3rd comment Stev Wood1@Orion Simerl Now that we got a lecture about drugs what is your point ? That it is OK to sell Meth and Crack to your kids or are you just sticking up for the drug traffickers and saying them getting rich on misery is the poor depressed persons fault?
4th Comment: Orion Simerl@Stev Wood I’m saying that people who have ample opportunities in life typically do not become drug dependent because they’re focused on ambition, and no one takes the risk of selling drugs if they have better and more worthwhile opportunities to make money. What I propose is a balance stimulus, 20,000 to the bottom 20% of income earners, 10,000 for the next 10%, and 5,000 for the next 20%, to put the bottom 50% of the country in a position to have better income opportunities and relieve financial stress.
I don’t have an issue with drugs, what another person does with their money and their body is only a concern to me if it interferes with the liberty of other people. Some drug laws have an indirect moral basis as abuse of these drugs increases the likelihood that a person will commit crimes because of the influence of the drugs or to procure the drugs. Selling drugs is also only an opportunity for disadvantaged people to make money if drugs are illegal. I’m a proponent of the prohibition of most drugs.
The point is drug use isn’t caused by people bringing drugs into the country, drug use is caused by a lack of opportunity.
A supplementary point is most illegal immigrants are not involved in drug smuggling, it is inaccurate and prejudice promoting association. NYC has 1.2 million illegal immigrants, and only 18,000 of have been convicted of a crime according to the statistics Fox flashed, which means only 1 in 66 have been convicted of a crime, less than the general population. If immigrants are less likely than the general population to commit a crime it also means they are less likely involved in the distribution of drugs. It also means that while Fox is trying to persuade people that immigrants are more likely to be criminals, according to their own data they are less likely to be criminals.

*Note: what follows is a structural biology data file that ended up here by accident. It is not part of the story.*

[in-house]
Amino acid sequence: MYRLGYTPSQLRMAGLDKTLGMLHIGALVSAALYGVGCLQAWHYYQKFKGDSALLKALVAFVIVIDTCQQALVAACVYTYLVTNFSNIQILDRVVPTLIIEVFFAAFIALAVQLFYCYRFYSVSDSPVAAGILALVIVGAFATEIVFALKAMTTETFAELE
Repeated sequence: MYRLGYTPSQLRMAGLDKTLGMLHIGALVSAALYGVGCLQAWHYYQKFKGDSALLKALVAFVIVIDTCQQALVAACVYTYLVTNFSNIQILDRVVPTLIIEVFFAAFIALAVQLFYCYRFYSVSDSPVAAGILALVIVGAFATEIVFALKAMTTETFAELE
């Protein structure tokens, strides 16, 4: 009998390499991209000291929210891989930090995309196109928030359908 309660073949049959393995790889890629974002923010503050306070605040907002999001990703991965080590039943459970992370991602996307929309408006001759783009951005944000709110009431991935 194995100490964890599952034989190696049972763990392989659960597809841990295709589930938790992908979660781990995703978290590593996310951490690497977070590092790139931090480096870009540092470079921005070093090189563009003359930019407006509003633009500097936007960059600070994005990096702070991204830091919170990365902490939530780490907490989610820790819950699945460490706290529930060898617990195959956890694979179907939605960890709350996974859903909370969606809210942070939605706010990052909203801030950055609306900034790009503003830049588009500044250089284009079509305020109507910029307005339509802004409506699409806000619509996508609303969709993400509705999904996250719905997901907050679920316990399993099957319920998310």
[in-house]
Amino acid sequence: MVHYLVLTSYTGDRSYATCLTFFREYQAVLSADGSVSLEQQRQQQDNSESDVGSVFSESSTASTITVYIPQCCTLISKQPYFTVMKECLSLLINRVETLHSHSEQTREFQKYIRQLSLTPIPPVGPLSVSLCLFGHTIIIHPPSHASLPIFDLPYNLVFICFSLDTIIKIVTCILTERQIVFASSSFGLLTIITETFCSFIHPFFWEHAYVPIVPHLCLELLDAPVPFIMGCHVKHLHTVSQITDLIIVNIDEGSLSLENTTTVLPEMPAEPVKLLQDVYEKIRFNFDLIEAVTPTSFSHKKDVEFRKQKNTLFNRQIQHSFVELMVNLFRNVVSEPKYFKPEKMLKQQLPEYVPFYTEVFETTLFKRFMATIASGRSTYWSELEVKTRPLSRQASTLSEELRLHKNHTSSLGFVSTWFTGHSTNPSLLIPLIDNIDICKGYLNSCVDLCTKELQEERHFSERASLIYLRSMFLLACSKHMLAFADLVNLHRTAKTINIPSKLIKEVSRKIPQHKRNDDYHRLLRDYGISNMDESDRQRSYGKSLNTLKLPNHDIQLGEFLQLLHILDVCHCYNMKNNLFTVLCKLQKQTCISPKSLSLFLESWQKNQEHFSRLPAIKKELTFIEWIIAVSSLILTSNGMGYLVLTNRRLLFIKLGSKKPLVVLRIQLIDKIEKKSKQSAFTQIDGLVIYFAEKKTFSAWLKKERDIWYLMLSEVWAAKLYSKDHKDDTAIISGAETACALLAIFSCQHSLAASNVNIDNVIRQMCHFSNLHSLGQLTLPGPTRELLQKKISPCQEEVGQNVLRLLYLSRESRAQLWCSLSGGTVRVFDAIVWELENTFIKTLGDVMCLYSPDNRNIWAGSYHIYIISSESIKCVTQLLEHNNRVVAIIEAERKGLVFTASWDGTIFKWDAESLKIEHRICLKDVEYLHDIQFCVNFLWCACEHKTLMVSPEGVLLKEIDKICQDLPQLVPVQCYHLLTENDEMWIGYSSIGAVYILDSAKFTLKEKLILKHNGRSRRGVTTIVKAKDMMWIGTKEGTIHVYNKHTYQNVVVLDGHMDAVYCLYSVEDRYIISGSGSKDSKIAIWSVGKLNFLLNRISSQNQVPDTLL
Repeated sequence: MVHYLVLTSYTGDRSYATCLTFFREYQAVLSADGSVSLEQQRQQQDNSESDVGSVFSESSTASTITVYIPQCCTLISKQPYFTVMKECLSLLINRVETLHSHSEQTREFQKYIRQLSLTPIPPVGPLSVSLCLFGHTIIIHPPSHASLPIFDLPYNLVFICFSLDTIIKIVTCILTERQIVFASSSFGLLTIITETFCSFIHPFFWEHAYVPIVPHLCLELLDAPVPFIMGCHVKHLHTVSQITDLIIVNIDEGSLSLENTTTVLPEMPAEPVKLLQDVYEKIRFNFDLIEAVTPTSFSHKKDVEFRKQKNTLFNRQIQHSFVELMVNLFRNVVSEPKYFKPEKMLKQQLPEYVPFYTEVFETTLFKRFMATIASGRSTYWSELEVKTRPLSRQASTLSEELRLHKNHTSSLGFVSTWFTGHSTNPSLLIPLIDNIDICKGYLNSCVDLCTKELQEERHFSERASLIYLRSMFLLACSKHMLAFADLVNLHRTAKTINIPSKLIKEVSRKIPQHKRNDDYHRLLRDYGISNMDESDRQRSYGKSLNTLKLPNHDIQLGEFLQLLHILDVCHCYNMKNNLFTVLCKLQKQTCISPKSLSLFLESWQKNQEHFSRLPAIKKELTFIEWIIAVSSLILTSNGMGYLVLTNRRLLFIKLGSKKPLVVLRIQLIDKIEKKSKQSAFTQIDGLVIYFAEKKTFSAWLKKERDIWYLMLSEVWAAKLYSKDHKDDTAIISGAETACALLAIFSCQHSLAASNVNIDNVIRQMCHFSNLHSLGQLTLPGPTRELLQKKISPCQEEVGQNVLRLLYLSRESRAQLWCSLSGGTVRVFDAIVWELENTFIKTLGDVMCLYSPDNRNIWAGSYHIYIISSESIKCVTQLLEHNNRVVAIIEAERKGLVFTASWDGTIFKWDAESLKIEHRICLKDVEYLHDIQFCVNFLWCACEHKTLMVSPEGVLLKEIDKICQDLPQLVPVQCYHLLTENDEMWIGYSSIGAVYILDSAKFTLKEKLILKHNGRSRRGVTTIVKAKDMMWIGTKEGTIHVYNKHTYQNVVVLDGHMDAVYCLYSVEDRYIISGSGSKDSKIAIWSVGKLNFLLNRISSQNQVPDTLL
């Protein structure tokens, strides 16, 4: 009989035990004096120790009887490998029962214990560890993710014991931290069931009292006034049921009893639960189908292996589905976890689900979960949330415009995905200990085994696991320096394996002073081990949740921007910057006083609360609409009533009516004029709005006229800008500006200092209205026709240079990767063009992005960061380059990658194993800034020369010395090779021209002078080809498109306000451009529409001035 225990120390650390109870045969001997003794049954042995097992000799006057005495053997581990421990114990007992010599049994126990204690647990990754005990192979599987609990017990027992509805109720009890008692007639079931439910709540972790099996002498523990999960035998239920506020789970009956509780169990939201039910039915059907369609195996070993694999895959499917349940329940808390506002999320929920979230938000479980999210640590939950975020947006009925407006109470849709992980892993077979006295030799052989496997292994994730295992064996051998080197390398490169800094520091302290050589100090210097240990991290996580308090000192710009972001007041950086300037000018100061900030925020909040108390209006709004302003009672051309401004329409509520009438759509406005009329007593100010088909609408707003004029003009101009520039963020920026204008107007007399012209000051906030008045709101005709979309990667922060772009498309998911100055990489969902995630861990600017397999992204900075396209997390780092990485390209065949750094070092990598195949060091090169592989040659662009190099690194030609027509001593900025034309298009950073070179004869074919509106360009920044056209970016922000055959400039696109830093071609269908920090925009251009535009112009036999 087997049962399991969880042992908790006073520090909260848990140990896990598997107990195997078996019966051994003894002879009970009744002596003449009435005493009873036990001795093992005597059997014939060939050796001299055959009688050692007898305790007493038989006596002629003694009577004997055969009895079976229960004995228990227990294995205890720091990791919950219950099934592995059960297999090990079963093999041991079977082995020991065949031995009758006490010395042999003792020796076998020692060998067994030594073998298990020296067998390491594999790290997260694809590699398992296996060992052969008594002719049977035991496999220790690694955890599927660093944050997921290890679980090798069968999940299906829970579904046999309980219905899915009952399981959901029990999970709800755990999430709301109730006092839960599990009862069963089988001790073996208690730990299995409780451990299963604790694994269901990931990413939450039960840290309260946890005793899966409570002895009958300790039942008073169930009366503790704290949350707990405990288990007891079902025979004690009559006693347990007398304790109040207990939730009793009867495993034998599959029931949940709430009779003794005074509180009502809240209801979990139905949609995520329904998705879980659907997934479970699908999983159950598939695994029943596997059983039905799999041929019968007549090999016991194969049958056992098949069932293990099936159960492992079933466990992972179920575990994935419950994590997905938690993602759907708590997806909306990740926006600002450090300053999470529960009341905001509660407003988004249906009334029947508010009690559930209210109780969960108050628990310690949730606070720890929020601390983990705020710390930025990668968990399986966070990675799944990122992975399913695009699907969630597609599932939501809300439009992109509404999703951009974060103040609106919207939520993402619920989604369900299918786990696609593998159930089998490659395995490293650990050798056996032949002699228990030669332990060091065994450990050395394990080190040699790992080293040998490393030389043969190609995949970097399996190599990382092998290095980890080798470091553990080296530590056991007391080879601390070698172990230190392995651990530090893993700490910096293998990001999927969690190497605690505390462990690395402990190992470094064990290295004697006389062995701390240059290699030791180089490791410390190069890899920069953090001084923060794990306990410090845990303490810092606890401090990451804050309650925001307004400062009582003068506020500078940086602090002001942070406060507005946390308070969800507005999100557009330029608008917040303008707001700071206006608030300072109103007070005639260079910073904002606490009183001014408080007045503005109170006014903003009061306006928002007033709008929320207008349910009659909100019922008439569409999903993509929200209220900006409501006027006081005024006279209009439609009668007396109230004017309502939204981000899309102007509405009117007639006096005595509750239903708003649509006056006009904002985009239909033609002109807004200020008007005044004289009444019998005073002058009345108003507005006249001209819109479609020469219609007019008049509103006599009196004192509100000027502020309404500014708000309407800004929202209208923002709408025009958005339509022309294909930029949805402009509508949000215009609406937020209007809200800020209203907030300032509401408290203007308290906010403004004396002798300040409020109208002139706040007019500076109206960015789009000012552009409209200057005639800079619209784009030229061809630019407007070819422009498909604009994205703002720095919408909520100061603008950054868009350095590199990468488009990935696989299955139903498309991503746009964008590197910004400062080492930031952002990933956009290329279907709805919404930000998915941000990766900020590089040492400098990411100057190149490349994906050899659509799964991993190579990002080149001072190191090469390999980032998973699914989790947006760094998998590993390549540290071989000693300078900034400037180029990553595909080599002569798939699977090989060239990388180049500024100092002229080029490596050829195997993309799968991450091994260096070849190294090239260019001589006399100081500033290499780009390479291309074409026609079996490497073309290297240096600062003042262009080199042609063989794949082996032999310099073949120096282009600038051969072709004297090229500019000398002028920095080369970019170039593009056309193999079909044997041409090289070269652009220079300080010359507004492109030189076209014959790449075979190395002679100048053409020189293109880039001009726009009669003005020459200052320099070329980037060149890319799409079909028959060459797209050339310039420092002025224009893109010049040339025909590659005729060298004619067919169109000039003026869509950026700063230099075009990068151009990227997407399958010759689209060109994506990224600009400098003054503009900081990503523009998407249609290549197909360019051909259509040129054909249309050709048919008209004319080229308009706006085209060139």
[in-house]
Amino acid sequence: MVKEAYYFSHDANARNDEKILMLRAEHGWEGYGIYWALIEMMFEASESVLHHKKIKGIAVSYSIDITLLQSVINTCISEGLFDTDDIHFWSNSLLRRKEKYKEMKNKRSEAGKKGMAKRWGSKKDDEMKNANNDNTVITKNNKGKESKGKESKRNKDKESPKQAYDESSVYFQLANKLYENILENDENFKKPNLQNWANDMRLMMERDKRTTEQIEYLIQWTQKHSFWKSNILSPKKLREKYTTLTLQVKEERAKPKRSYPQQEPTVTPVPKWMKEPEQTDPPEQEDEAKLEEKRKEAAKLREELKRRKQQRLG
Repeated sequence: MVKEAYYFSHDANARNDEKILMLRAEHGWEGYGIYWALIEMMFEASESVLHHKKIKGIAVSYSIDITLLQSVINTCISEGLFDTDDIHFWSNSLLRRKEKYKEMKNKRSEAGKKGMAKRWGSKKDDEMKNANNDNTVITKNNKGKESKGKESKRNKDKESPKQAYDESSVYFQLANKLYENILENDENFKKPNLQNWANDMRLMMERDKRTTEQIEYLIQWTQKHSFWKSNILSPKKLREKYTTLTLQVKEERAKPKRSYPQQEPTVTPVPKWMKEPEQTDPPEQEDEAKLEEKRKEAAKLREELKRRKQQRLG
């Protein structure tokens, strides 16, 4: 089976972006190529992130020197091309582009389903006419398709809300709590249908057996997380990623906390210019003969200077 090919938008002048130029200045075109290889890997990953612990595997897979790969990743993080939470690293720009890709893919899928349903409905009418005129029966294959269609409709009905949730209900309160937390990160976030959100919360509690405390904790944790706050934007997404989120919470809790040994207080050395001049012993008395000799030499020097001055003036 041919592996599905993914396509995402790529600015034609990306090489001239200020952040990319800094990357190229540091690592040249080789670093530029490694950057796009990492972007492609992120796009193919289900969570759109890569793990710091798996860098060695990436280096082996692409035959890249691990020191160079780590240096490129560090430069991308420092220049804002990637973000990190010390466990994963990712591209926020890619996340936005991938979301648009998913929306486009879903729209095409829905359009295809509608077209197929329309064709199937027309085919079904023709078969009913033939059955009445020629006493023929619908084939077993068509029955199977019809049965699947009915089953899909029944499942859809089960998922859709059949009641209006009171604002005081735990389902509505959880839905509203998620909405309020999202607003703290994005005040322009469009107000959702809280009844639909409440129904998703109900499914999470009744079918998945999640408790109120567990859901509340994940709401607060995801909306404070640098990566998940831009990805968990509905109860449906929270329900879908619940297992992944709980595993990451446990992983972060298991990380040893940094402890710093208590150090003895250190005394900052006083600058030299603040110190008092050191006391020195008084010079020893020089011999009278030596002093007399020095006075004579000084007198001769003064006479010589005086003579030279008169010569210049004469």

5th Comment Orion Simerl: There isn’t 22 million illegal immigrants it’s closer to 10.5 million https://www.pewresearch.org/fact-tank/2019/07/12/how-pew-research-center-counts-unauthorized-immigrants-in-us/
1/30/2020 Daryl Davis Responds to Dave Chappelle’s Clayton Bigsby Sketch (https://youtu.be/UETvxBYadhI)
I am a fan of Davis work, he has proven that welcomed and repeated exposure to a person who contradicts the stereotype of his group can change the mind of a racist. In this comment I’m critical of his opinion on Dave Chappelle’s skit over a decade ago about the blind black white supremacist. He says people “think it’s hilarious, but I’m going to tell you something, It’s not hilarious. Dave Chappelle, he’s a comic genius, and perhaps if I’ve never been to a klan rally I’d find humor in it. But he’s never been to a klan rally. I have, I’ve been to plenty. And those things are not funny. They are a pressure cooker waiting to go off. If that valve is not released, it’s going to explode, and we saw that in Charlottesville.”
1st Comment Orion Simerl: What you saw in Charlottesville was a municipal government who took an action to remove a statue that does nothing to improve the quality of life of their constituents that they knew would cause conflict and disorder. Then you had people who went to an event where people were protesting the removal of the statue intent on creating conflict with the group who was exercising their rights of free speech and assembly. The group came armed with pepper spray, other weapons, intent on imposing on these people, and this precipitated the tragic result that occurred. Which has nothing to do with a Klan rally, and what a klan rally produces in society doesn’t have anything to do with a funny sketch about a klan rally that should speak to an underlying message, even if it was unintended: racism tends to be the product of impressions not left by the people who the impressions pertain to, but by other elements in the individual’s surroundings. That is, you could be black and blind and hate people based on a visual characteristic because of what you hear and what you’re told about these people. The sketch isn’t only funny, it’s educational, because in life, a good deal of racism is not produced through direct observation.
Democracy Now 2/7/2020 Headlines
Amy Goodman reports how the El Paso mass shooter was being charged with federal hate crimes, stating his manifesto echoed Trump’s rhetoric about an invasion of Latinos. Everytime DN has brought up this incident she makes that same assertion about the shooter, that attempts to associate Trump with the mass shooter implying that Trump’s rhetoric motivates these mass shooters.